drawing templates such as the metric one prepared by Rad and currently
available free on our web site and adopt one - temporally compromising their
appearance standards while they work on getting jobs out the door with a
view to modifying the drawing template at some time in the future.

At this time there are few people around who have had time to develop the
skills to rapidly create a drawing template to a client standard - similar
to the old Sheet Manager process where it paid users to hire outside skills
to get this done so they could concentrate on their core skill area.

Once further comment.

Very few people can absorb new information for more than a few hours in a
day. Unless a 12 hour training session consisted mostly of repetitive
exercises to develop working habits I would expect the last 9 hours of 12
would be almost a waste of time.

--


Laurie Comerford
CADApps
www.cadapps.com.au


wrote in message news:4854089@discussion.autodesk.com...


Regarding training, it seems that many of the firms that do look for help
are opting for less than what is necessary and gaining very little benefit
as a result. The group that allowed me to join in their session last month
brought in only one representative from each office, none of whom had ever
used Civil 3D, and only booked a 3 day session. We had 12 hr days and still
barely covered how to make new settings in the main feature areas. When it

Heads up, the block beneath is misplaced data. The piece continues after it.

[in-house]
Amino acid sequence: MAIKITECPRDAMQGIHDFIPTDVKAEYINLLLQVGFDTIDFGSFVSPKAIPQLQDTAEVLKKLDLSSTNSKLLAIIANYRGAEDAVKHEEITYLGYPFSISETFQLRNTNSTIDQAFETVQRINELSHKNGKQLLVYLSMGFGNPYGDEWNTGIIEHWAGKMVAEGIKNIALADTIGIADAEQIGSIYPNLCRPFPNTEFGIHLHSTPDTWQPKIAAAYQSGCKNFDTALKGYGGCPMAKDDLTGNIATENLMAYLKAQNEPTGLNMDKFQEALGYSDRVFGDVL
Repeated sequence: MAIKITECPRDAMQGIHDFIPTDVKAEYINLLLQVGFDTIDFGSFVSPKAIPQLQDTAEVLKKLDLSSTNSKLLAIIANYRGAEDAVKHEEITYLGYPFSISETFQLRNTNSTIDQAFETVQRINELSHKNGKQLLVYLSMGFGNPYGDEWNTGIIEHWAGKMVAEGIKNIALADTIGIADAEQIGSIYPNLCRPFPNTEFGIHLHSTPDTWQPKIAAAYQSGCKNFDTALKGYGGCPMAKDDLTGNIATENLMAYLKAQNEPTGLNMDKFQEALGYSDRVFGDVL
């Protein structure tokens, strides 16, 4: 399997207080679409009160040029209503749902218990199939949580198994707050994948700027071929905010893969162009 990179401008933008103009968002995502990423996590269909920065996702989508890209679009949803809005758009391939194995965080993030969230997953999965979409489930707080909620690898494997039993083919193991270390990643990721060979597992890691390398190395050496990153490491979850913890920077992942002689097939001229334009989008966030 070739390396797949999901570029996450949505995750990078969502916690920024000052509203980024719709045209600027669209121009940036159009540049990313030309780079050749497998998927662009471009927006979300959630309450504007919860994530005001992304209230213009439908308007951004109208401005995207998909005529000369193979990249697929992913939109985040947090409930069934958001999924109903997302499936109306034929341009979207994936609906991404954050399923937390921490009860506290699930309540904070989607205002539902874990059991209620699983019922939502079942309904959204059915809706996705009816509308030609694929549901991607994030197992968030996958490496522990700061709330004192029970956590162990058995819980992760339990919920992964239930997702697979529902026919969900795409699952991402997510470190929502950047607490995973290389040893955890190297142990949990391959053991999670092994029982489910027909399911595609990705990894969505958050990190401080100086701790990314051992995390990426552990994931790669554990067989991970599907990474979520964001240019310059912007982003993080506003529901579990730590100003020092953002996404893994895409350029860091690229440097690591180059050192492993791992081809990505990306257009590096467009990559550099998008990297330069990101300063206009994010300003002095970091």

was over, they still had no idea how deeply involved it is to create
drawings that will look exactly the way their managers expect. I was not
surprised when I learned through the instructor that they were still having
troubles and are quite dissatisfied with the software. I would advise
anyone looking at training to include as many of your people as you possibly
can and use every cent of your training budget. You can not get too much.
Whatever you do, at least get a solid start on your template before it is
over.
*Doug Boys
Message 16 of 26 (63 Views)

Re: Where are we now?

05-24-2005 05:48 AM in reply to: *wfb
I agree with Laurie on this one. The only way I can see that Civil 3D could
be introduced successfully would be to set up templates with standard
settings to suit the organisation BEFORE training staff in the design
procedures and expect that the design staff will never have to change the
settings.

The fact that the settings CAN be changed is necessary for Autodesk to
address the global market but it is not efficient for an organisation to
have to fiddle with these settings for itself. Regional customised
templates should be made available as part of the package.

From my point of view here in Brisbane Australia, Rad's metric templates
from Cadapps, adapted for Australian practice, look like being a godsend. I
would not attempt to introduce people here to Civil 3D without them.

Doug Boys
Cardno Brisbane Australia
*Steve Cannon
Message 17 of 26 (63 Views)

Re: Where are we now?

05-24-2005 07:12 AM in reply to: *wfb
Mark,

> I wonder how many of us engineers were able to pick up an HP 48s
calculator
> and begin using any of the advanced features just by "playing with it".

I like your HP48 analogy. I found the HP48 over-complicated the simple
tasks that I routinely do - too many buttons, too many functions, too
complex. In the name of technology, HP evolved the calculator beyond the
simple tool the calculator should be. It did not make my life easier - it